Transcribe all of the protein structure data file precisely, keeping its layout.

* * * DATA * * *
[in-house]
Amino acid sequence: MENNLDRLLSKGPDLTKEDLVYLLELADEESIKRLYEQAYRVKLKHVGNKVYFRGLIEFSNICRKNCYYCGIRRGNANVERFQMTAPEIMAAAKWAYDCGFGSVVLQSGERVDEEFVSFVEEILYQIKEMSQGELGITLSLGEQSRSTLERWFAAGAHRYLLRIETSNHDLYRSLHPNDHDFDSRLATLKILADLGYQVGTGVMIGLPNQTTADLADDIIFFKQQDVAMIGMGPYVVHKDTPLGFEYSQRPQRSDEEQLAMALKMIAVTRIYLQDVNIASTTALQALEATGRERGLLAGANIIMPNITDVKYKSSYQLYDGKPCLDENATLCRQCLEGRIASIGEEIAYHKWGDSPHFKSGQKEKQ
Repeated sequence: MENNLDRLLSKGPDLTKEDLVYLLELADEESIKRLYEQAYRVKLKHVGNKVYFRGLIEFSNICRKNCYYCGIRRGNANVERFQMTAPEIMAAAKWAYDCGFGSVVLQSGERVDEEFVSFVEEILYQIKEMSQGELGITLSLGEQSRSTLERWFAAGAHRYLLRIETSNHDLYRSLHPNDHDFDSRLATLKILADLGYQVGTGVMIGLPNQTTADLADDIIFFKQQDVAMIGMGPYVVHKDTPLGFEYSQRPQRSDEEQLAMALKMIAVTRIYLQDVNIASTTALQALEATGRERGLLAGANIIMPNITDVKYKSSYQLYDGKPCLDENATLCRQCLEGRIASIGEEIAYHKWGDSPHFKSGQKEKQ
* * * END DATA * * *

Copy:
[in-house]
Amino acid sequence: MENNLDRLLSKGPDLTKEDLVYLLELADEESIKRLYEQAYRVKLKHVGNKVYFRGLIEFSNICRKNCYYCGIRRGNANVERFQMTAPEIMAAAKWAYDCGFGSVVLQSGERVDEEFVSFVEEILYQIKEMSQGELGITLSLGEQSRSTLERWFAAGAHRYLLRIETSNHDLYRSLHPNDHDFDSRLATLKILADLGYQVGTGVMIGLPNQTTADLADDIIFFKQQDVAMIGMGPYVVHKDTPLGFEYSQRPQRSDEEQLAMALKMIAVTRIYLQDVNIASTTALQALEATGRERGLLAGANIIMPNITDVKYKSSYQLYDGKPCLDENATLCRQCLEGRIASIGEEIAYHKWGDSPHFKSGQKEKQ
Repeated sequence: MENNLDRLLSKGPDLTKEDLVYLLELADEESIKRLYEQAYRVKLKHVGNKVYFRGLIEFSNICRKNCYYCGIRRGNANVERFQMTAPEIMAAAKWAYDCGFGSVVLQSGERVDEEFVSFVEEILYQIKEMSQGELGITLSLGEQSRSTLERWFAAGAHRYLLRIETSNHDLYRSLHPNDHDFDSRLATLKILADLGYQVGTGVMIGLPNQTTADLADDIIFFKQQDVAMIGMGPYVVHKDTPLGFEYSQRPQRSDEEQLAMALKMIAVTRIYLQDVNIASTTALQALEATGRERGLLAGANIIMPNITDVKYKSSYQLYDGKPCLDENATLCRQCLEGRIASIGEEIAYHKWGDSPHFKSGQKEKQ